Saudi Arabia rejects US request to increase production, oil rises above 100 USD/barrel

Saudi Arabia refused the US request to increase production, oil rose above 100 USD/barrel - Photo 1.

An employee looks after the Saudi Aramco oil facility in the Abqaiq region – Photo: REUTERS

On July 18, the oil contract (WTI) on the New York Mercantile Exchange (NYMEX) rose 5.1%, at $102/barrel.

At the conclusion of President Joe Biden’s visit last week, Saudi ministers insisted that oil decisions would be dictated by market logic and in agreement with foreign investors. alliance partner (OPEC+).

Iraqi oil minister told news agency Bloomberg that he sees oil trading for over $100 for the rest of the year.

Dennis Kissler, senior vice president of trading at BOK Financial (25 leading US-based banks) – said this week’s rally in oil prices was largely driven by a weaker dollar and The stock market rallied higher.

“Saudi Arabia shows no sign of an immediate increase in production, which suggests that last week’s sell-off may have been overstated,” he added.

Crude oil prices have tumbled since mid-June on fears of a potential recession ripping through commodity markets, eroding profits following Russia’s military campaign in Ukraine.

Last week, the world oil price fell sharply, although it recovered somewhat in the trading session on July 15. Closing this session, the price of crude oil (WTI) for August delivery increased by 1.9%, to $97.59/barrel. Brent oil price for September delivery increased 2.1% to 101.16 USD/barrel. But for the whole week, WTI crude oil price fell 6.9%, while Brent oil price fell 5.5%.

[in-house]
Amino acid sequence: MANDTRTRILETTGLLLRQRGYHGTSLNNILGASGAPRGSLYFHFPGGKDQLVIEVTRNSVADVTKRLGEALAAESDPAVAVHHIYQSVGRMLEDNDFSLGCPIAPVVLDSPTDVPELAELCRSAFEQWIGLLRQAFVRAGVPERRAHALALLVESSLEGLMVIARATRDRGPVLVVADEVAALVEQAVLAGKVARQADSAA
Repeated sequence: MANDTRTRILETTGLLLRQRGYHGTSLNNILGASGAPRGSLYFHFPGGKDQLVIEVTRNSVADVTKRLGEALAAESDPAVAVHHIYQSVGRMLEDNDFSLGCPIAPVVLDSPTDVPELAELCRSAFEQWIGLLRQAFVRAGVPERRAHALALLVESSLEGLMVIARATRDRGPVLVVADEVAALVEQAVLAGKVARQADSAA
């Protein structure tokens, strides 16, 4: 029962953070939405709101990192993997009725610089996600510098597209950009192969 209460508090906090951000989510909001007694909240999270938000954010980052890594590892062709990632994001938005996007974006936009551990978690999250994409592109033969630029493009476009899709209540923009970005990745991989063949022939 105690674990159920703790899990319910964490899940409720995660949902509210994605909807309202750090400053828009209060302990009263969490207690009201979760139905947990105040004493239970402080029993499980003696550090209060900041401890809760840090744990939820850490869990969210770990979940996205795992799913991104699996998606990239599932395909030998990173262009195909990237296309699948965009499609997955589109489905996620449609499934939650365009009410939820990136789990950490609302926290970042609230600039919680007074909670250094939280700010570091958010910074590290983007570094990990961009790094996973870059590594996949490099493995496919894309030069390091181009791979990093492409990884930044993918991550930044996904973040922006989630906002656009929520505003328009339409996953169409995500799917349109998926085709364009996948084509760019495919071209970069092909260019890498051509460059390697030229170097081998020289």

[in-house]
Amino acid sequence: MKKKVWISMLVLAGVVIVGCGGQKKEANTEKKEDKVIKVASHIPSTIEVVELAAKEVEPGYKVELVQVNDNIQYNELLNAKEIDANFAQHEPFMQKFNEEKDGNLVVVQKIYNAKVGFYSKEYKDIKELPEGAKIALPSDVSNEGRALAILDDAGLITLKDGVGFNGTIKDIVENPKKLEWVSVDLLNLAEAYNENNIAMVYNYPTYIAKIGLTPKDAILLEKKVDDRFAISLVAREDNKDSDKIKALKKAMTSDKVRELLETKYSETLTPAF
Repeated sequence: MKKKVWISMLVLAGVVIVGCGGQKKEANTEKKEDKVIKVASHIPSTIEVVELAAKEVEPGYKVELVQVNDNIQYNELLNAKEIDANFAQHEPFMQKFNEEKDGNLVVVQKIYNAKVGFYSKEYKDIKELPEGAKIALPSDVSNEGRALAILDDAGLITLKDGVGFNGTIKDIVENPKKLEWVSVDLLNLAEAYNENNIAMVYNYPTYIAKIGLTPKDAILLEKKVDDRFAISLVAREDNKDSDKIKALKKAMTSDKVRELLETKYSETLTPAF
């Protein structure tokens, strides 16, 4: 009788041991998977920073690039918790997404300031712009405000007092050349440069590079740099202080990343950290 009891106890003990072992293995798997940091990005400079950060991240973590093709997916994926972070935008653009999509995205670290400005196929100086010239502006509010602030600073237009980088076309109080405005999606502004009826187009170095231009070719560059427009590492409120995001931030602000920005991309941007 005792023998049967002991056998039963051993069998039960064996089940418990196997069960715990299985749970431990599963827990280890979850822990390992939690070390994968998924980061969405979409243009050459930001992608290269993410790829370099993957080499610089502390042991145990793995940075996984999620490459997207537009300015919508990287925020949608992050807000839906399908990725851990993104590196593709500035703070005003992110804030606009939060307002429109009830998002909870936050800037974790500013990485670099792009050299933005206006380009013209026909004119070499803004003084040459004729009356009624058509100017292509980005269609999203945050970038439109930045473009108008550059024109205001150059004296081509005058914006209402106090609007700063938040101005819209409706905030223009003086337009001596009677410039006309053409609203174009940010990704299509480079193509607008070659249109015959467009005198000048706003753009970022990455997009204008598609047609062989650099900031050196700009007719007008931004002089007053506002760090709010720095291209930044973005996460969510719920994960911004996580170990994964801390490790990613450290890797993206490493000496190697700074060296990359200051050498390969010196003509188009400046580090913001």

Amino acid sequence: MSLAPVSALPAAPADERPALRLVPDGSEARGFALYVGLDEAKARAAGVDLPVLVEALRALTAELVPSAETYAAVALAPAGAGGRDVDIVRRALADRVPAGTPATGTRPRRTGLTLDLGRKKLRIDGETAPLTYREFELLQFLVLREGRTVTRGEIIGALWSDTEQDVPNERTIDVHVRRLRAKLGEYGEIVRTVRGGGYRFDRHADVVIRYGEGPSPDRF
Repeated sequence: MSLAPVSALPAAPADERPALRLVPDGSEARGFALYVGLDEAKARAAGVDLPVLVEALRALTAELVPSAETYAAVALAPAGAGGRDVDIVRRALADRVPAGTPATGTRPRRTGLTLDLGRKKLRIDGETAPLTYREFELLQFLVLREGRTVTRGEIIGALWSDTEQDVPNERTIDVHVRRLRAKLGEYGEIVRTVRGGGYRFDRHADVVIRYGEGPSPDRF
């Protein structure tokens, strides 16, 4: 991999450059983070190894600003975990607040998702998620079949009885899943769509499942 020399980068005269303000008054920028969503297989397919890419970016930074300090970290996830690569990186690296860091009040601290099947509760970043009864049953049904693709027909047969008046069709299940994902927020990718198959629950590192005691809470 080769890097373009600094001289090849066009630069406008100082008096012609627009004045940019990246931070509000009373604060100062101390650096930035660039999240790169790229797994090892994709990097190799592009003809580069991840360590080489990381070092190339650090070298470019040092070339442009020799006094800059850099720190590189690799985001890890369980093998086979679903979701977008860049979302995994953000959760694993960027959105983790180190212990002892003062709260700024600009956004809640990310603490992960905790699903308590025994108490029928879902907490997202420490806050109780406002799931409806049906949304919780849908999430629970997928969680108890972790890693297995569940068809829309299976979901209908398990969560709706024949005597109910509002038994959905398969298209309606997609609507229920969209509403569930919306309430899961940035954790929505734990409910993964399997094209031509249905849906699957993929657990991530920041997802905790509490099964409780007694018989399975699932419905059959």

However, President Biden still wants the Organization of the Petroleum Exporting Countries (OPEC) to add supply to lower prices and quell inflation.

OPEC and the OPEC+ alliance will meet on August 3 after members agreed to restore crude oil supplies that have been halted during the COVID-19 pandemic.

Analysts at RBC (one of the largest banks in Canada and the world) think that Saudi Arabia and several other producers are likely to make another modest supply increase.

Elsewhere, Libya is in the process of restarting crude oil shipments. Prime Minister Abdul Hamid Dbeibah said the country’s oil exports were on track to fully recover after months of shutdown.

South Africa’s largest fuel producer has announced that the supply of petroleum products has encountered force majeure due to a delay in the delivery of crude oil to the Natref refinery, which they jointly own.

Russia moves closer to cutting gas to Europe

Russian energy giant Gazprom has declared force majeure on some of its gas supplies to Europe.

According to the news agency Reutersa letter from Gazprom argued that the corporation could not fulfill its gas supply obligations because of “force majeure” circumstances.

The force majeure clause, used to protect a business from factors beyond its control, comes into effect retroactively for deliveries starting June 14.

The letter mentions supplies through the Nord Stream pipeline to Germany, which is currently closed for planned maintenance.

The move raised concerns that Russia’s gas supplies to Europe would be cut off altogether.

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